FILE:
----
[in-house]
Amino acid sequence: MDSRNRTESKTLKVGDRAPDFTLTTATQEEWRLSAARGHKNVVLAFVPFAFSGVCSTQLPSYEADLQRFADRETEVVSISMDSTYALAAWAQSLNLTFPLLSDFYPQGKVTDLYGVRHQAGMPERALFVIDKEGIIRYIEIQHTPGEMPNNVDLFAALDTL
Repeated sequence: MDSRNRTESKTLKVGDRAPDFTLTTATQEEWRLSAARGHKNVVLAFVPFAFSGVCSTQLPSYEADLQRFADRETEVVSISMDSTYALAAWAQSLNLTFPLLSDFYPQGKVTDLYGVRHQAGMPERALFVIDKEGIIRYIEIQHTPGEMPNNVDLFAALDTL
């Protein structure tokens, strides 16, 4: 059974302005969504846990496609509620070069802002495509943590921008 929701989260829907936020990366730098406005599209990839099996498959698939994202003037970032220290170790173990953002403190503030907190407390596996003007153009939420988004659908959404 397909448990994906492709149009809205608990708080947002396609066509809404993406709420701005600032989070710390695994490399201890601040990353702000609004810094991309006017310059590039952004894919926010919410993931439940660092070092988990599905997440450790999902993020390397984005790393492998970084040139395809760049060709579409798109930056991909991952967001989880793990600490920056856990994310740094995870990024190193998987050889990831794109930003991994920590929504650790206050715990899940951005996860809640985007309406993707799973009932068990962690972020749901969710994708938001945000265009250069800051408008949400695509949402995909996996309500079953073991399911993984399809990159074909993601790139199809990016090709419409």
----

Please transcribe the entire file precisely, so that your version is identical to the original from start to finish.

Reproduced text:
[in-house]
Amino acid sequence: MDSRNRTESKTLKVGDRAPDFTLTTATQEEWRLSAARGHKNVVLAFVPFAFSGVCSTQLPSYEADLQRFADRETEVVSISMDSTYALAAWAQSLNLTFPLLSDFYPQGKVTDLYGVRHQAGMPERALFVIDKEGIIRYIEIQHTPGEMPNNVDLFAALDTL
Repeated sequence: MDSRNRTESKTLKVGDRAPDFTLTTATQEEWRLSAARGHKNVVLAFVPFAFSGVCSTQLPSYEADLQRFADRETEVVSISMDSTYALAAWAQSLNLTFPLLSDFYPQGKVTDLYGVRHQAGMPERALFVIDKEGIIRYIEIQHTPGEMPNNVDLFAALDTL
């Protein structure tokens, strides 16, 4: 059974302005969504846990496609509620070069802002495509943590921008 929701989260829907936020990366730098406005599209990839099996498959698939994202003037970032220290170790173990953002403190503030907190407390596996003007153009939420988004659908959404 397909448990994906492709149009809205608990708080947002396609066509809404993406709420701005600032989070710390695994490399201890601040990353702000609004810094991309006017310059590039952004894919926010919410993931439940660092070092988990599905997440450790999902993020390397984005790393492998970084040139395809760049060709579409798109930056991909991952967001989880793990600490920056856990994310740094995870990024190193998987050889990831794109930003991994920590929504650790206050715990899940951005996860809640985007309406993707799973009932068990962690972020749901969710994708938001945000265009250069800051408008949400695509949402995909996996309500079953073991399911993984399809990159074909993601790139199809990016090709419409």